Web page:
HP to buy Autonomy for £7.1bn

HP to buy Autonomy for £7.1bn

Summary: The deal, which will see the Cambridge-based UK information management company continue to run as a standalone business, is one of the biggest acquisitions of a software firm in history

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HP is to buy the British software firm Autonomy for £7.1bn, the companies announced on Thursday.

Mike Lynch of Autonomy

Mike Lynch shows off Autonomy's augmented reality tool earlier this year. Credit: Autonomy

Autonomy, which provides enterprise information management tools and posted record revenues of $256m (£155m) for the second quarter of this year, is one of the UK's biggest technology success stories.

The deal will see Autonomy retain its Cambridge base, and its UK employees will get a total of £30m in share options. Founder and chief executive Mike Lynch will continue to lead Autonomy and, as the owner of 8.2 percent of the company's shares, stands to make more than half a billion pounds from the deal.

The $11.7bn deal is the second-biggest acquisition HP has made, after its $13.9bn buy of EDS in 2008. It is also the second-biggest-ever purchase of a software company; Symantec still holds the record for its $13.5bn acquisition of Veritas Software seven years ago.

HP's announcement that it had successfully offered Autonomy £25.50 per share — a 64-percent premium on its closing price on Wednesday — came as the IT giant said it was to increase its focus on the enterprise, while canning its consumer-focused WebOS products and spinning off or selling its PC business.

"Autonomy presents an opportunity to accelerate our strategic vision to decisively and profitably lead a large and growing space," HP chief executive Leo Apotheker said in a statement. "Autonomy brings to HP higher-value business solutions that will help customers manage the explosion of information. Together with Autonomy, we plan to reinvent how both unstructured and structured data is processed, analysed, optimised, automated and protected."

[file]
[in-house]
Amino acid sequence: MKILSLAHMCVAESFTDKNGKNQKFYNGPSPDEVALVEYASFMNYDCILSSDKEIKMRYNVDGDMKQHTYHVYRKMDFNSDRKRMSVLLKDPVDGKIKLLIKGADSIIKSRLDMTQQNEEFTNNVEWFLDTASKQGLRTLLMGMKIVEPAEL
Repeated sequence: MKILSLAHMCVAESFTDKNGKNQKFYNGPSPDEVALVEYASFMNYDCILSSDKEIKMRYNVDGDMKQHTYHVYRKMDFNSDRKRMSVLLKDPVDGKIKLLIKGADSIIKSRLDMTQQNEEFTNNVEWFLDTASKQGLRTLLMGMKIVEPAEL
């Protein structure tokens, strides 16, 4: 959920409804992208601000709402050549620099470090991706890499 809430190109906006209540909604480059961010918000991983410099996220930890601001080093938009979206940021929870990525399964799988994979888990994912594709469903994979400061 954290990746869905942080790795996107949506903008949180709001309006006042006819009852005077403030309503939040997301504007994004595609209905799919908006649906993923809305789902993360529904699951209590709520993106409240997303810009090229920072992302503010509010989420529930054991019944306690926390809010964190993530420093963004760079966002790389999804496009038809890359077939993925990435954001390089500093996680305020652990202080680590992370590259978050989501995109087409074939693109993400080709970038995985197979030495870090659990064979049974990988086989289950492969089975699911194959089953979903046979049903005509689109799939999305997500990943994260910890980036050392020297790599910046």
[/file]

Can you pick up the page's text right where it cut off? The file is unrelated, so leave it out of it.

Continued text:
Apotheker also welcomed the addition of Autonomy's cloud-based services to HP's portfolio. "We believe this bold action will squarely position HP in software and information to create the next-generation Information Platform, and thereby, create significant value for our shareholders," he said.

"This is a momentous day in Autonomy’s history," Mike Lynch said. "From our foundation in 1996, we have been driven by one shared vision: to fundamentally change the IT industry by revolutionising the way people interact with information. HP shares this vision and provides Autonomy with the platform to bring our world-leading technology and innovation to a truly global stage, making the shift to a future age of the information economy a reality."

Fen focus

Autonomy said in a statement that all key research and development would remain in Cambridge, where it has around 175 staff, and HP said it would run its acquisition as a standalone business.

HP explained the motivation behind the purchase by saying it will make HP the leader in enterprise information management, while also letting it "reinvent the $55bn business analytics software and services space, which is growing at eight percent annually".

The IT giant also said Autonomy will bolster its cloud services with "key assets for information management and data analytics", and would help HP in key industries including government, financial services, legal, pharmaceutical and healthcare verticals.

The fact that Autonomy is a big money-spinner does not hurt either — HP pointed out that the company has a consistent record of double-digit revenue growth, with 87-percent gross margins and 43-percent operating margins in the 2010 fiscal year.

"Autonomy sees the information transformation and subsequent market opportunity exactly as we do," Apotheker said in an earnings call on Thursday. "Some acquisitions require heavy lifting, but bringing Autonomy into the HP world will be seamless and highly complementary."


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Topic: Tech Industry

David Meyer

About David Meyer

David Meyer is a freelance technology journalist. He fell into journalism when he realised his musical career wouldn't pay the bills. David's main focus is on communications, as well as internet technologies, regulation and mobile devices.

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